How do you raise them?
As long as our clubs insist on paying 'due lire'(two cents) to our coaches that train our youth teams. It's going to be hard. They are actually the ones that are supposed to develop talent and there is no one who recognizes the 'profession' of these youth coaches.
Fortunately our federations still find some players. Fortunately some federations created decent programs.
Club Italia, for example is one, there are more than one. But the pool to choose players from became smaller.
All of these schools and clubs that we used to have, there are way less of them these days. So it's difficult from that point of view.
Furthermore we have to recognize the global crisis and the pandemic. In our current situation it's obvious that the funds for youth coaches won't be deployed very easily.
Best game you were ever part of. Very simple, what recent or game from the volleyball vaults did validate once more that volleyball is the greatest sport on the globe for you.
The last title that I won at Fenerbahce.
At mid season we were having a hard time. Eczacıbaşı had eliminated us from the European Champions League.
We played the semi final of the Turkish league against Eczacıbaşı in a best of 2 series with the golden set system.
(Volleybrains: As this isn't a global thing, the Golden set = you play a best of 2 series but the sets don't count, only the game W or L counts. If it's 1-1 in games, you play one set til 15 in the normal rally point system...winner takes all)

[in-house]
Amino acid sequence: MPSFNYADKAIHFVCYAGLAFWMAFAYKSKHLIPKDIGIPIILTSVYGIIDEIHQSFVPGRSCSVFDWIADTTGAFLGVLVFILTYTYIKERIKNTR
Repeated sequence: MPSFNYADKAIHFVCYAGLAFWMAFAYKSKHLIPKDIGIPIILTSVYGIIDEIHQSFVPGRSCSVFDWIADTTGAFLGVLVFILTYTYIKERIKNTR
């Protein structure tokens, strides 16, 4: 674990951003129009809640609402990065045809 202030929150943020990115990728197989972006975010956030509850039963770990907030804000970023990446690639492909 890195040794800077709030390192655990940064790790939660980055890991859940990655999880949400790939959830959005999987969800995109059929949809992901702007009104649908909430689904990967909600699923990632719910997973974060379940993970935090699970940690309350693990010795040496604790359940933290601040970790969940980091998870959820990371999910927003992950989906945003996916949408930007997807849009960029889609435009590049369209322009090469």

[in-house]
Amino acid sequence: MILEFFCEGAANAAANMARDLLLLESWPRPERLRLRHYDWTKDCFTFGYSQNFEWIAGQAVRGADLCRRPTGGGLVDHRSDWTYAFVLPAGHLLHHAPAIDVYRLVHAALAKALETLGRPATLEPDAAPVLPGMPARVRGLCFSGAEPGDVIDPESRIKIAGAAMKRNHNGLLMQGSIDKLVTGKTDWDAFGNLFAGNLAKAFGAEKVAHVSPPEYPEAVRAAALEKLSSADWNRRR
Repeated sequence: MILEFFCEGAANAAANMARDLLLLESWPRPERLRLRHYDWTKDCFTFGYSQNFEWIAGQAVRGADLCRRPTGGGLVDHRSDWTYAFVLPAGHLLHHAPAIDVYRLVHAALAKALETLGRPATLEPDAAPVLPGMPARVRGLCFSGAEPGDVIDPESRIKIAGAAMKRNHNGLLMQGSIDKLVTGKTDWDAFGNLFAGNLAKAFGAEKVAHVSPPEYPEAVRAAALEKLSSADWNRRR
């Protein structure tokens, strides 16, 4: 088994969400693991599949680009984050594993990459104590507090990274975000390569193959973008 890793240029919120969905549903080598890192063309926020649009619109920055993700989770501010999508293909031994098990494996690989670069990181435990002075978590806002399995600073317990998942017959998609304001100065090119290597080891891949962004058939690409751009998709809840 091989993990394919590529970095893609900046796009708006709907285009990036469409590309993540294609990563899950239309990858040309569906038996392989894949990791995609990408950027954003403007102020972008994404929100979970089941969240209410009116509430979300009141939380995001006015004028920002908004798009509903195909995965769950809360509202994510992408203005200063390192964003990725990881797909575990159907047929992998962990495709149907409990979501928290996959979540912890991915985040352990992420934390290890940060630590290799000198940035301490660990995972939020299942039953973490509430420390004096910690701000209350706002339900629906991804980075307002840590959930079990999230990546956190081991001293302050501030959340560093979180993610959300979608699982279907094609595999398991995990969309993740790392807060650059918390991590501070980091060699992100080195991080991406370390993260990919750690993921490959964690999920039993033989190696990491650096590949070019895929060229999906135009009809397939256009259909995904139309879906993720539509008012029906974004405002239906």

We had lost 3-0 and were 1-0 down in the first set of the second match. We end up winning the match 1-3. So we had to play the golden set.
In the golden set we were down 7-13 and won 16-14 in the end. It was 5 minutes of PERFECT volleyball while having the best players in the world on court.
After winning in that manner we played the final of the league and won 3 consecutive games with a 3-0 result.
I know that that entire situation will stay very special to everybody that was part of it.
Next clip starts at Fenerbahce being down 10-14 against Eczacıbaşı.
Talking about these games with world class players. What kind of characteristics does a player on your team need to have?
For me first of all the character.
Especially in the female volleyball world sometimes it's better to contract a player that's a little less brilliant, but somebody that is way more ready for the team or stronger mentally.
The character is the first thing that I look at.
Logically, I like the players that give balance to the team, so I'm a fan of great receivers and great offensive players.
But when it comes down to it, I prefer to have balance, a great position 4 gives me balance.
I like the concept of balance.
Having said that and talking about team composition. What are important traits that you look for there?
The setter, in my opinion, is the player who, as we all know, is the one that completely determines your team and your game.
The most important trait of a setter is to enable your team to have the best performance possible.
This is enabled because they're great at distribution (setting the right player at the right time) or/ and preferably with a high quality of the set itself.
The setter is the one who needs to raise the level of the team.